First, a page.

After its first production of the 2016-17 season, Freud’s Last Session, all for One took a wide left turn, bringing a much more inter-generational and whimsical tale to its stage at the ArtsLab black box. Freud, while providing some genuine laughs, was a pretty intense look at some big issues – war, fear, love of country and belief in God. With its second show of the year, The Wind in the Willows, afO has moved sharply into an iconic children’s tale, replete with animal characters which sweetly and humorously jab at all too human foibles.

For those who have never read the book (guilty, unfortunately), the story unfolds in gentle fashion, with some unlikely heroes and perhaps completely likely villains. The anti-hero of the piece, Toad, is a funny and flawed character, and it is his redemption which the story puts at its center. The performance of Toad is crucial to the success of the overall outcome, and Jadon Moore is more than up to the challenge. There is no call for nuance or subtlety in the portrayal of the braggadocious Toad, and Moore just lets it fly. From his puttering sounds which reveal his love of motor vehicles to his playfully mischievous facial expressions, Moore gives Toad personality to spare. Even as his faithful friends – Badger, Mole and Rat – attempt to tame his bad behavior, it’s hard not to root for him to remain troublesome.

The supporting “animals” also provide plenty of fun. Dennis Nichols, husband of Lauren Nichols and co-founder of afO, brings amusing gravitas to the role of Badger while Stacey Kuster, chief administrator for afO, provides a great moral compass as Mole. But its Ruth Fearnow as Rat who, with an Emma Thompson-like charm, comes the closest to stealing the stage from the delightful Toad. Her characterization almost makes one want to root for a rat, and that’s saying a mouthful.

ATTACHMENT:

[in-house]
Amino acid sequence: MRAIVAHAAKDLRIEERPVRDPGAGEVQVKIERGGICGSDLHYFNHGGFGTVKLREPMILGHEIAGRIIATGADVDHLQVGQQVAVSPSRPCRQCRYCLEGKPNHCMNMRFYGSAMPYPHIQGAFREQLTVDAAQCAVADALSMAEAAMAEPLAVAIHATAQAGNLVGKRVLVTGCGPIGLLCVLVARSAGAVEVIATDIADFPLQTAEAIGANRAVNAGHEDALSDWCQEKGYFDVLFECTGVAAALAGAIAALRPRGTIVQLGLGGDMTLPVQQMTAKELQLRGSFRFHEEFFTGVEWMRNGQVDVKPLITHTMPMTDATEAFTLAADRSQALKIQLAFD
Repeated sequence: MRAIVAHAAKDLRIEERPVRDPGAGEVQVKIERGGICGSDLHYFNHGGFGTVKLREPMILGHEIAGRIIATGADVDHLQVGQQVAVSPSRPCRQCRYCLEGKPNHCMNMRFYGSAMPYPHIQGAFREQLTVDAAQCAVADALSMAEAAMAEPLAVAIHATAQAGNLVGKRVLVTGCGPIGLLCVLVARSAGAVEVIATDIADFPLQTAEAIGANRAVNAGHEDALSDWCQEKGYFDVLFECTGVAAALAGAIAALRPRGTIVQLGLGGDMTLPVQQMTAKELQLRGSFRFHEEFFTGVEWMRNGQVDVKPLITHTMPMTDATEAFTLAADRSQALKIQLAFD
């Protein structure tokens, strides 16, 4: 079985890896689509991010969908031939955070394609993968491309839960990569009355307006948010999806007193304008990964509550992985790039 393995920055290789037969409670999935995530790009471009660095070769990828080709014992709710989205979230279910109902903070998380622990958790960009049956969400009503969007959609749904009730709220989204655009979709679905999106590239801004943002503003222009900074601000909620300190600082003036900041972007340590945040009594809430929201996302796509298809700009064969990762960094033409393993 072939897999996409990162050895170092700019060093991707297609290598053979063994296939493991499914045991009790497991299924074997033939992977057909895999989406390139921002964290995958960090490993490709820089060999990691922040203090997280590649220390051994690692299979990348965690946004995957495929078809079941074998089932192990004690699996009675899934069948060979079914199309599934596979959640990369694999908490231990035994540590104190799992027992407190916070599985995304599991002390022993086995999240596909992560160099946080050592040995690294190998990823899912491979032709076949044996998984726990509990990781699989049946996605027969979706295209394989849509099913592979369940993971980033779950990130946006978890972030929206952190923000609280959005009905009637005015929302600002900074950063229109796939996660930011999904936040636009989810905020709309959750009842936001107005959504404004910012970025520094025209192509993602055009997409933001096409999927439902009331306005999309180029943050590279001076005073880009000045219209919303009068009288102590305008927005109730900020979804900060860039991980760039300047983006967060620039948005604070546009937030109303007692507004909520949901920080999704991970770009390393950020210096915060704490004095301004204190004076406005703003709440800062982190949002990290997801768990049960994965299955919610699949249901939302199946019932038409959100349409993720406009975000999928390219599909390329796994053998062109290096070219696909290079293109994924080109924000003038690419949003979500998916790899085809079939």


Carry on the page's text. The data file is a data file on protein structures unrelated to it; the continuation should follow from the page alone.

Another delightful aspect of the show, at least for those who read the program in advance, is understanding what a family production it truly is – and not just for the audience. With Kuster’s daughter playing Otter and the Nichols’ granddaughter Lucy playing Little Portly, it’s easy to imagine how much fun rehearsals were as well. Sensing the community on stage made it even more obvious how this community of animals would come together.

The amusing bad guys of the operations are, perhaps predictably, the weasels and ferrets, and while a somewhat bumbling lot, they can be more than a little creepy. For children who fear the flying monkeys in The Wizard of Oz (or grownups who have seen films like Deliverance) their arrival in the woods can be alarming. But as the story unfolds, their ineptitude and cowardice reveals their weakness and calm is immediately restored.

Ultimately it is the direction of Lauren Nichols which really shines, and it’s apparent to anyone who has seen more than one of her efforts that she can squeeze humor and humanity out of any material – and that’s saying something since the afO material is often remarkable. The Wind in the Willows is another excellent example of how the company finds ways to entertain while injecting just enough thought-provoking material to provide fodder for conversation days after the performance.